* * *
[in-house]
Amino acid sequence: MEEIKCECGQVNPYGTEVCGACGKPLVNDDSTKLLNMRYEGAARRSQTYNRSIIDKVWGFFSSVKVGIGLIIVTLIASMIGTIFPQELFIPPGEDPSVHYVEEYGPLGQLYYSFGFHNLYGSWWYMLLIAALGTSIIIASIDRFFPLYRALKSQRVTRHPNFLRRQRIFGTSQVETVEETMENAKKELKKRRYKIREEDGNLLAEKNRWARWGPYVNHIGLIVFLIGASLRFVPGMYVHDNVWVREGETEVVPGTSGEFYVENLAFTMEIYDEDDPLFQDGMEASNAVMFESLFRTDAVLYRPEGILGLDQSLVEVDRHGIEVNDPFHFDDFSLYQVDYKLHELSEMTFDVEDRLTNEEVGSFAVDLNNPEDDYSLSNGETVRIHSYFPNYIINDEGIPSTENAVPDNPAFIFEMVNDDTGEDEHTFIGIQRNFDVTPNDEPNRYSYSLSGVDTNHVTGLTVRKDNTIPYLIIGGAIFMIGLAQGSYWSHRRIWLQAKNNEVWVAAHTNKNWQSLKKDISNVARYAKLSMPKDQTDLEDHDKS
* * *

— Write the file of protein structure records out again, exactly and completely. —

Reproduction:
[in-house]
Amino acid sequence: MEEIKCECGQVNPYGTEVCGACGKPLVNDDSTKLLNMRYEGAARRSQTYNRSIIDKVWGFFSSVKVGIGLIIVTLIASMIGTIFPQELFIPPGEDPSVHYVEEYGPLGQLYYSFGFHNLYGSWWYMLLIAALGTSIIIASIDRFFPLYRALKSQRVTRHPNFLRRQRIFGTSQVETVEETMENAKKELKKRRYKIREEDGNLLAEKNRWARWGPYVNHIGLIVFLIGASLRFVPGMYVHDNVWVREGETEVVPGTSGEFYVENLAFTMEIYDEDDPLFQDGMEASNAVMFESLFRTDAVLYRPEGILGLDQSLVEVDRHGIEVNDPFHFDDFSLYQVDYKLHELSEMTFDVEDRLTNEEVGSFAVDLNNPEDDYSLSNGETVRIHSYFPNYIINDEGIPSTENAVPDNPAFIFEMVNDDTGEDEHTFIGIQRNFDVTPNDEPNRYSYSLSGVDTNHVTGLTVRKDNTIPYLIIGGAIFMIGLAQGSYWSHRRIWLQAKNNEVWVAAHTNKNWQSLKKDISNVARYAKLSMPKDQTDLEDHDKS